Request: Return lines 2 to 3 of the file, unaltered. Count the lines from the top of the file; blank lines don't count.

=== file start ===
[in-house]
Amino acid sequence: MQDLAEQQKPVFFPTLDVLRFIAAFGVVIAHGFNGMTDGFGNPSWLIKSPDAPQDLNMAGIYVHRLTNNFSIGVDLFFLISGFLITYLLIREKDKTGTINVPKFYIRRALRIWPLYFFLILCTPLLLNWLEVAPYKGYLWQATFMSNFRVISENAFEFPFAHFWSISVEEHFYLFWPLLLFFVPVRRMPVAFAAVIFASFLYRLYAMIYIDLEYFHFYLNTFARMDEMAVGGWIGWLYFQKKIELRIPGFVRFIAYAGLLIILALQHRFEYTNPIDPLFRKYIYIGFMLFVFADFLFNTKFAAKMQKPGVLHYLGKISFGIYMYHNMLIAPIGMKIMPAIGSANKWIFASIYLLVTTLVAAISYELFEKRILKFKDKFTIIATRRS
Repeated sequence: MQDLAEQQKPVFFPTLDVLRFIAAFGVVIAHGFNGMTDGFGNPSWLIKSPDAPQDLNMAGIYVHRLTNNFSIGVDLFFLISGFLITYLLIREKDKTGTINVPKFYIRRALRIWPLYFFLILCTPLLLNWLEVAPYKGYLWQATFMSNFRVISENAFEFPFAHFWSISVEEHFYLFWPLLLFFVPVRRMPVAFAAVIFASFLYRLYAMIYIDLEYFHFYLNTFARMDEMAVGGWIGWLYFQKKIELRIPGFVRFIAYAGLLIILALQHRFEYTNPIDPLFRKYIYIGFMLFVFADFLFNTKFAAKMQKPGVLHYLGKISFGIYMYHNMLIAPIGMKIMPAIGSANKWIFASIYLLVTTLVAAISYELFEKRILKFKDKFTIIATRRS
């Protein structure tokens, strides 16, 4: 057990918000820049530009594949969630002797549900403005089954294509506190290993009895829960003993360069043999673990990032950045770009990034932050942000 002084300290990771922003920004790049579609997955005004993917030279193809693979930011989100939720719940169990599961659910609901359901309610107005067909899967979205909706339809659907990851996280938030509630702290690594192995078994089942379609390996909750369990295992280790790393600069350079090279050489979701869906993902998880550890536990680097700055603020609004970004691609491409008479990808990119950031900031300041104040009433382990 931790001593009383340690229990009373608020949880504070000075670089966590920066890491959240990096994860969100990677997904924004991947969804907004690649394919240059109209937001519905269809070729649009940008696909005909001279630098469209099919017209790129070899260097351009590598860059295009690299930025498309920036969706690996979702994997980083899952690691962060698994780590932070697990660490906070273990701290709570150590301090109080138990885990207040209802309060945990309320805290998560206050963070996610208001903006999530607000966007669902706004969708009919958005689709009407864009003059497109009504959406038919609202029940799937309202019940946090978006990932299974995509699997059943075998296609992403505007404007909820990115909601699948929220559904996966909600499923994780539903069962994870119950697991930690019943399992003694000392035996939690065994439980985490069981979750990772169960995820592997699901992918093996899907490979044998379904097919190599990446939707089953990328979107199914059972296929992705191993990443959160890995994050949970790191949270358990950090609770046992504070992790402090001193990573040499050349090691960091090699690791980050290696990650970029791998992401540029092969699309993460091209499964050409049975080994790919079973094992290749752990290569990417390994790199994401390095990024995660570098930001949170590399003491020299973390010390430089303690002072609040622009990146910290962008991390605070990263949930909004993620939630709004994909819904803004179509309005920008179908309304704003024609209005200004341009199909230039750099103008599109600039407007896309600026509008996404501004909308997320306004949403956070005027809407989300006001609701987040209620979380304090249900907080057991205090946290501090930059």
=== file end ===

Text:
Amino acid sequence: MQDLAEQQKPVFFPTLDVLRFIAAFGVVIAHGFNGMTDGFGNPSWLIKSPDAPQDLNMAGIYVHRLTNNFSIGVDLFFLISGFLITYLLIREKDKTGTINVPKFYIRRALRIWPLYFFLILCTPLLLNWLEVAPYKGYLWQATFMSNFRVISENAFEFPFAHFWSISVEEHFYLFWPLLLFFVPVRRMPVAFAAVIFASFLYRLYAMIYIDLEYFHFYLNTFARMDEMAVGGWIGWLYFQKKIELRIPGFVRFIAYAGLLIILALQHRFEYTNPIDPLFRKYIYIGFMLFVFADFLFNTKFAAKMQKPGVLHYLGKISFGIYMYHNMLIAPIGMKIMPAIGSANKWIFASIYLLVTTLVAAISYELFEKRILKFKDKFTIIATRRS
Repeated sequence: MQDLAEQQKPVFFPTLDVLRFIAAFGVVIAHGFNGMTDGFGNPSWLIKSPDAPQDLNMAGIYVHRLTNNFSIGVDLFFLISGFLITYLLIREKDKTGTINVPKFYIRRALRIWPLYFFLILCTPLLLNWLEVAPYKGYLWQATFMSNFRVISENAFEFPFAHFWSISVEEHFYLFWPLLLFFVPVRRMPVAFAAVIFASFLYRLYAMIYIDLEYFHFYLNTFARMDEMAVGGWIGWLYFQKKIELRIPGFVRFIAYAGLLIILALQHRFEYTNPIDPLFRKYIYIGFMLFVFADFLFNTKFAAKMQKPGVLHYLGKISFGIYMYHNMLIAPIGMKIMPAIGSANKWIFASIYLLVTTLVAAISYELFEKRILKFKDKFTIIATRRS